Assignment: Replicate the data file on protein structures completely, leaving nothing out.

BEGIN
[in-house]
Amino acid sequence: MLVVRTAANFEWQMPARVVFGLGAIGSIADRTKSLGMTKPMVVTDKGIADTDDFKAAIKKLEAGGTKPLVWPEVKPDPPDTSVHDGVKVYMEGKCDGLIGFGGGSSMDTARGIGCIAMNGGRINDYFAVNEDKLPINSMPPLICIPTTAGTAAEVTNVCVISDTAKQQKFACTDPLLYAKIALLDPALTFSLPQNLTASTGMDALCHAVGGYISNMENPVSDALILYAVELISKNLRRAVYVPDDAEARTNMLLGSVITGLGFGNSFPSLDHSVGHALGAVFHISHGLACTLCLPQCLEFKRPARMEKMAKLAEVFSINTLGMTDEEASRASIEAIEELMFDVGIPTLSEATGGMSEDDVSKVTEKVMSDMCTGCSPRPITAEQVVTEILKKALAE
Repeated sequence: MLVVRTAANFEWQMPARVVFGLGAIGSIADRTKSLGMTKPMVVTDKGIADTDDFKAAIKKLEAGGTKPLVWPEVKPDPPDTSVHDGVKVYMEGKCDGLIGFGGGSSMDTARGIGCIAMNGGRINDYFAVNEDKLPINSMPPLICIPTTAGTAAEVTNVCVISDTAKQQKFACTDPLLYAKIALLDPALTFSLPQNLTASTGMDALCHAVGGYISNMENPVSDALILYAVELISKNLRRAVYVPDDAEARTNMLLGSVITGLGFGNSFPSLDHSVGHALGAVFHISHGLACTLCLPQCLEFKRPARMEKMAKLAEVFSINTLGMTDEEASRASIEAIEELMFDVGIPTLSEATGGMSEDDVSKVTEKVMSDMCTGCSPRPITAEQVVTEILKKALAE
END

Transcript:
[in-house]
Amino acid sequence: MLVVRTAANFEWQMPARVVFGLGAIGSIADRTKSLGMTKPMVVTDKGIADTDDFKAAIKKLEAGGTKPLVWPEVKPDPPDTSVHDGVKVYMEGKCDGLIGFGGGSSMDTARGIGCIAMNGGRINDYFAVNEDKLPINSMPPLICIPTTAGTAAEVTNVCVISDTAKQQKFACTDPLLYAKIALLDPALTFSLPQNLTASTGMDALCHAVGGYISNMENPVSDALILYAVELISKNLRRAVYVPDDAEARTNMLLGSVITGLGFGNSFPSLDHSVGHALGAVFHISHGLACTLCLPQCLEFKRPARMEKMAKLAEVFSINTLGMTDEEASRASIEAIEELMFDVGIPTLSEATGGMSEDDVSKVTEKVMSDMCTGCSPRPITAEQVVTEILKKALAE
Repeated sequence: MLVVRTAANFEWQMPARVVFGLGAIGSIADRTKSLGMTKPMVVTDKGIADTDDFKAAIKKLEAGGTKPLVWPEVKPDPPDTSVHDGVKVYMEGKCDGLIGFGGGSSMDTARGIGCIAMNGGRINDYFAVNEDKLPINSMPPLICIPTTAGTAAEVTNVCVISDTAKQQKFACTDPLLYAKIALLDPALTFSLPQNLTASTGMDALCHAVGGYISNMENPVSDALILYAVELISKNLRRAVYVPDDAEARTNMLLGSVITGLGFGNSFPSLDHSVGHALGAVFHISHGLACTLCLPQCLEFKRPARMEKMAKLAEVFSINTLGMTDEEASRASIEAIEELMFDVGIPTLSEATGGMSEDDVSKVTEKVMSDMCTGCSPRPITAEQVVTEILKKALAE